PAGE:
One of the cinematic blessings of this Thanksgiving season is this heart-warming, life-affirming fantasy from first-time director Kirsten Sheridan (Jim Sheridans daughter).
Listen, can you hear the music? inquires August Rush (Freddie Highmore). I can hear it everywhere I believe in music the way some people believe in fairy tales.
Rushs story actually begins 11 years earlier on a rooftop high above Manhattans Washington Square, where a lovely cellist, Lyla Novacek (Keri Russell), has an idyllic interlude with an Irish rock singer, Louis Connelly (Jonathan Rhys-Meyers). They arrange to meet again the following night, but her domineering, career-obsessed father (William Saldler) prevents it. Nine months later, the boy who becomes August Rush is born, but Lylas father tells her the baby died at birth and gives him up for adoption.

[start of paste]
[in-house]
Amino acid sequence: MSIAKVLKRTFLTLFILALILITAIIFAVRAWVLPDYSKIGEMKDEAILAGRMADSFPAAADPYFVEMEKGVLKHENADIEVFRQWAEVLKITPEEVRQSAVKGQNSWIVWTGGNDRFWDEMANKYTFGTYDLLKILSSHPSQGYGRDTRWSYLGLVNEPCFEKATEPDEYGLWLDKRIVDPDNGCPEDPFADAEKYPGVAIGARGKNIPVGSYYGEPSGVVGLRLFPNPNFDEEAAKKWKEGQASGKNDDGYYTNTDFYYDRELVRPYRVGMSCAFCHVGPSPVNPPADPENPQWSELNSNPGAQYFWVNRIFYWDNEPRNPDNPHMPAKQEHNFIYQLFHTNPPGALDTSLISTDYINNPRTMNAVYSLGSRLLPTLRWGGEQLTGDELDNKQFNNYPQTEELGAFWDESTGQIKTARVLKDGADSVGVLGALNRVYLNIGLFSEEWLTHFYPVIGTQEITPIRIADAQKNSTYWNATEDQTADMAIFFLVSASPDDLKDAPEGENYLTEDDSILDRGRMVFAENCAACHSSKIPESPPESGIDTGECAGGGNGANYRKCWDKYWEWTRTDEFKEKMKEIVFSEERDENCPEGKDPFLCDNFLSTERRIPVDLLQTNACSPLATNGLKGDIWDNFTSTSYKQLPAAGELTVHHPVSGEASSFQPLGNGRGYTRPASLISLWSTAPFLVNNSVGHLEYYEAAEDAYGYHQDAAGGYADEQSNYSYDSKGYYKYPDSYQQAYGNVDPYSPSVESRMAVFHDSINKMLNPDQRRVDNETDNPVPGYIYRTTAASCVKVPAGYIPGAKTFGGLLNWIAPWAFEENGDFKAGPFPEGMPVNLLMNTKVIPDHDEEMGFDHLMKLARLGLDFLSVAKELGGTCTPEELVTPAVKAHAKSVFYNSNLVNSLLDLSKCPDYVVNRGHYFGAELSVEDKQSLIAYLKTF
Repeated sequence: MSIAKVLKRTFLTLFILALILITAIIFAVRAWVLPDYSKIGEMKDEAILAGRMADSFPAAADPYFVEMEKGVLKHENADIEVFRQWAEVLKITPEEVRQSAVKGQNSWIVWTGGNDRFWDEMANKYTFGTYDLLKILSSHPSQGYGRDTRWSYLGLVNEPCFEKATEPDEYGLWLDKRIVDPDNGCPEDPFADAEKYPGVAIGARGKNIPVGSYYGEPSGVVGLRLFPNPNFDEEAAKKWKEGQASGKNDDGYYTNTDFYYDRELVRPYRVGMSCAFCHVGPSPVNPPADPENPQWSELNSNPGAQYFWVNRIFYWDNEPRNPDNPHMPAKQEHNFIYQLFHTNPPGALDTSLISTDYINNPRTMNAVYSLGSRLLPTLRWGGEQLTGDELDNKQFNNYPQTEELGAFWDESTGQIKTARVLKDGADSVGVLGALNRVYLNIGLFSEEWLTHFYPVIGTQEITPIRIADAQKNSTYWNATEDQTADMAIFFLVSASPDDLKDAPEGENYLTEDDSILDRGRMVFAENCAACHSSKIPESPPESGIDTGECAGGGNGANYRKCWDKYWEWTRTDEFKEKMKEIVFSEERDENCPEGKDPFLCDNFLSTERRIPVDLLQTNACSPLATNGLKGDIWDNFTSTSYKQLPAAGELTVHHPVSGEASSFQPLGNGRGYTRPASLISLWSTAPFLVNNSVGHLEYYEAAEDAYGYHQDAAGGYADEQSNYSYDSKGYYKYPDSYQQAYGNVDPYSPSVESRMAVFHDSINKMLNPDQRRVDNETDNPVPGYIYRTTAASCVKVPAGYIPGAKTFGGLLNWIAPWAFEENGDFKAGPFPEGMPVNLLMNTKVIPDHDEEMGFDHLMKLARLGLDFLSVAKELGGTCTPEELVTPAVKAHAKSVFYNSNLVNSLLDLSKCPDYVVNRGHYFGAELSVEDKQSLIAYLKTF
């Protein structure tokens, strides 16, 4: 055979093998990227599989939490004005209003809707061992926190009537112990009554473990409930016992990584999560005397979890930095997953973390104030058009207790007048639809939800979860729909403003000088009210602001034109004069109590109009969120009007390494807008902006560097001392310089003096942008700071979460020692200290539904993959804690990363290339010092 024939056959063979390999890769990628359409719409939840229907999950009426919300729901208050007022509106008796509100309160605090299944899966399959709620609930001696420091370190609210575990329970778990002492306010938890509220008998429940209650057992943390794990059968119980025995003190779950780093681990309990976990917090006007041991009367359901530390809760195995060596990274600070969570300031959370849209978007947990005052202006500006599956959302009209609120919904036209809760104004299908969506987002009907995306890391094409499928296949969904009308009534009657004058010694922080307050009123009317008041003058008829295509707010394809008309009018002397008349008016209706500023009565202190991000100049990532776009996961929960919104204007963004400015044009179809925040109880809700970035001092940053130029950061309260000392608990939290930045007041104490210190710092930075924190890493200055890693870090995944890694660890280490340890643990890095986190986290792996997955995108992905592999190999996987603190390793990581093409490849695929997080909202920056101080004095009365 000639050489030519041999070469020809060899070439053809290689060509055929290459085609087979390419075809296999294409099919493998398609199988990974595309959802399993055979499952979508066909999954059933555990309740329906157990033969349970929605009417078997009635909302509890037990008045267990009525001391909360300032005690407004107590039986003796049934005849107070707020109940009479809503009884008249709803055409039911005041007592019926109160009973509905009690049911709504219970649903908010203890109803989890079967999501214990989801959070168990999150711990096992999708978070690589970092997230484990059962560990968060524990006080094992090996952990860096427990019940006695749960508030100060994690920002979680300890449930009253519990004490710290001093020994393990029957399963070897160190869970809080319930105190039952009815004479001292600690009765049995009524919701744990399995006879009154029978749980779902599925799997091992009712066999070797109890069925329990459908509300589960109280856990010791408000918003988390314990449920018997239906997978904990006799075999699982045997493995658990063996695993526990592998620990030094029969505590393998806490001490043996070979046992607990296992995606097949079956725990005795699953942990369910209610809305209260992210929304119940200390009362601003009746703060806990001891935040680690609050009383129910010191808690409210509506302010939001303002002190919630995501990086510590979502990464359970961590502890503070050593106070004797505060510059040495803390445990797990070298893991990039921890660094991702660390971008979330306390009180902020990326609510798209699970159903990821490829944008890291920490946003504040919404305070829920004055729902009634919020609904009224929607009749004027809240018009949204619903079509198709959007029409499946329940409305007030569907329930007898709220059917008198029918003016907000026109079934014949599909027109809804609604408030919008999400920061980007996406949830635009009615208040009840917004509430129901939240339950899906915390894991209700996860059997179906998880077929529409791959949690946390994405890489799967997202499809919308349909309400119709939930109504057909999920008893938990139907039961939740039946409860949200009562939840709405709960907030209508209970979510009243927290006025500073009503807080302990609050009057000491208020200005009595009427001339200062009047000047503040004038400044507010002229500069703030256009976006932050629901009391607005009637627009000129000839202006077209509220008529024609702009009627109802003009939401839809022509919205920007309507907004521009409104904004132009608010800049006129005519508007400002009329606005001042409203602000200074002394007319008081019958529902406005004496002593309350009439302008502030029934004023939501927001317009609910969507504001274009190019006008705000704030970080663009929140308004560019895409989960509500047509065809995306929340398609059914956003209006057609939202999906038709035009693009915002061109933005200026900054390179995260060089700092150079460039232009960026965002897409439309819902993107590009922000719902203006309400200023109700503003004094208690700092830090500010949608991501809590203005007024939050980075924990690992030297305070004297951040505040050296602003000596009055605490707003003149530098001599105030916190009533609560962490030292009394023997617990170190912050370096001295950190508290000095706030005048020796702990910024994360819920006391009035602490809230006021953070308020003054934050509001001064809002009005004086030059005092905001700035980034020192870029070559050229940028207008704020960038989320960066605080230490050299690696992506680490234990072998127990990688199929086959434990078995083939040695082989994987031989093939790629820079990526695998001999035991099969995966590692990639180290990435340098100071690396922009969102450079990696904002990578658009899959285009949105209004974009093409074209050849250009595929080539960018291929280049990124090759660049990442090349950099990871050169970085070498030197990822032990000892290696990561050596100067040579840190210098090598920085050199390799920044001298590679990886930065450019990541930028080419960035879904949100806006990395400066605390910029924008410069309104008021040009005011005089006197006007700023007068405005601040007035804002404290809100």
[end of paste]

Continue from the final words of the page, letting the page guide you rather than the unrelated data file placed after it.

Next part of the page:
Raised as Evan Taylor in an upstate orphanage, he longs for the parents he knows are out there somewhere – and since they havent found him, he runs away to find them. Lost and alone in Central Park, he befriends a young street guitarist (Leon G. Thomas) who introduces him to the Wizard (Robin Williams), a modern-day Fagin who spots his musical talent and dubs him August Rush. But Evans an authentic prodigy and winds up conducting a Julliard concert in Central Park. Meanwhile, a conscientious social worker (Terrence Howard) is searching for him, as is heartbroken Lyla, whose father confessed on his deathbed how hed deceived her.
The screenplay – credited to Nick Castle, James V. Hart and Paul Castro – strains credulity but Mark Mancinas music makes up for it. Blending rock, classical and gospel, its integral as a uniting force. On the Granger Movie Gauge of 1 to 10, August Rush is an engaging 8, a magical, musical adventure, geared for families.